The Harn Museum: My Experience Afsaneh Taylor

Medium of the Art / Technique of the Artist

Tokyo Street with Pachinko Parlor II (Cofrin, 1985)

While visiting the Harn Museum, there were a lot of paintings and sculptures that jumped out at me, but this painting of Pachinko Parlor, often called the "Pleasure Palace", entranced me. The painting looks beautiful being viewed through a picture, but in person I could see all the fine details and the smaller components that really made this piece come together. The skewed perspective of the painting really pays homage to the consistently busy streets of Tokyo, and the bright color contrasts with the depiction of a night scene are eerily spot-on to the flashing lights of real-life Tokyo.

Design of the Museum

Elusive Spirits: African Masquerades (Photographs from left to right: Young men at Ogbo (Picton, 1966), Dancing at Ngiyehun, Luawa, Kailahun (Phillips), Ndhahiti (Phillips))

The Elusive Spirits exhibit was the most thematically appropriate and visually appealing exhibit in the museum. This wing of the museum truly had a cubic feel, like there was something new around every corner. It also fit that there were more pieces in display cases in this wing, adding to the aesthetic. I really liked the masks and the headdresses, especially the Water Spirit Mask (pictured above). Aside from the color of the paint chosen, which I think fit a lot of the photographs and sculptures in the exhibit, the lightning was very appropriate, and there was even one wall with a video playing continuously, completely dark as if I had stepped in to a movie theater. More than anything, I think the wings composition and the pieces chosen framed a really nice picture of traditional African cultural practices. The pieces had a lot more physicality, and reminded me of the many different forms of art in a continent as varied as Africa, while not going as far making it seem too "ethnic".

Art and Core Values

Prism & Mangechi Gold #6 (Minter, 2009)

These photographs are a little more unique in their presentation but still left an impression on me from what they represented. Both of these images are feminist in nature, depicting the "pathology of glamour", in Marilyn Minter's words. They portray the obsessive need that women often have to change themselves to fit society's standards and ideals that are unrealistic, sometimes impossible. As our world becomes more modern, even though we are becoming more progressive, some things seem to never change, as unrealistic depictions of beauty for women and men are plastered everywhere the eye can see, and beauty standards loathe to change the status quo. For me, these images remind me that the beauty that I may sometimes wish to attain isn't impossible because I'm not adequate, but because it is simply impossible, and that learning to love and believe in myself is essential to living a good life.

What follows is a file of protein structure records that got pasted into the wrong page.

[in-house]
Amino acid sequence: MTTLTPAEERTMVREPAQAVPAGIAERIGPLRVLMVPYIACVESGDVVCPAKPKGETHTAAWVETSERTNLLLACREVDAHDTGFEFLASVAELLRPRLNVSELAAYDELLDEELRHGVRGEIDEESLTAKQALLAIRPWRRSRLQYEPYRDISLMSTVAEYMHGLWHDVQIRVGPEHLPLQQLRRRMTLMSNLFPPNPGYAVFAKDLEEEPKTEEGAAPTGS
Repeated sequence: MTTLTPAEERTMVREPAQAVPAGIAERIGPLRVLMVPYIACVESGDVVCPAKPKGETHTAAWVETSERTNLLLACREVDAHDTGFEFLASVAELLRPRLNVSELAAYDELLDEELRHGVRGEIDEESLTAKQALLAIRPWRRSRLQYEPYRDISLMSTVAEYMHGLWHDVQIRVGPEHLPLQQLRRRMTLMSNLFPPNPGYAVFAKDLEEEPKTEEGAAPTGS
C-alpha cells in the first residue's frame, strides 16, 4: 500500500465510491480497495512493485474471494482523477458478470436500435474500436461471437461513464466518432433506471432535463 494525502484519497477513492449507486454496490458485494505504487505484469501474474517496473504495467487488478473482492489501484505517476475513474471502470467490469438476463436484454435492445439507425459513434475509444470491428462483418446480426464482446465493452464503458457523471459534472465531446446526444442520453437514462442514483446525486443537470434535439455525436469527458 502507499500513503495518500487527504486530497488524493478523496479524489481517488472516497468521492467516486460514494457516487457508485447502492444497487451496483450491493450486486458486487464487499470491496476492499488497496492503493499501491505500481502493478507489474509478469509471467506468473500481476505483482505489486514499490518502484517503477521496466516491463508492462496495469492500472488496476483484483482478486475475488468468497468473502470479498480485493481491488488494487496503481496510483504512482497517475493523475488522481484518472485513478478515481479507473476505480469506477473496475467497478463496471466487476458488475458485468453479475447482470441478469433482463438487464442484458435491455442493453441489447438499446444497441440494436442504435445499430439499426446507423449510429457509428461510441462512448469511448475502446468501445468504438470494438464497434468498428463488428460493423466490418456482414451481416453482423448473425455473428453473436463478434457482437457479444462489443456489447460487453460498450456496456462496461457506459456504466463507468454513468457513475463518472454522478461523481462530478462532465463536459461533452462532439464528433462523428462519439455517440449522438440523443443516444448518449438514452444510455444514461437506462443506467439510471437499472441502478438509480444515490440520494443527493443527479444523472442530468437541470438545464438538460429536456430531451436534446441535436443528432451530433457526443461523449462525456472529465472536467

Art and the Good Life

Three Girls Holding Hands, Sertao da Paraiba, Brazil (Salgado, 1981)

This photograph struck me as a visual representation of some of the truths of reality that we may ignore or forget about living life through one perspective. In the description next to "Three girls holding hands" there is a sentence mentioning that Sebastio Salgado, the photographer, is renowned for taking "socially conscious" photographs, which this is in its entirety. In the Good Life, we talk about how we seek and share the Good Life, and this photograph reminds me of those themes. The image depicts not just the poverty that these girls live in and the grim life they may lead, but the solidarity between them, and how even though their circumstances aren't ideal, they are still living together.

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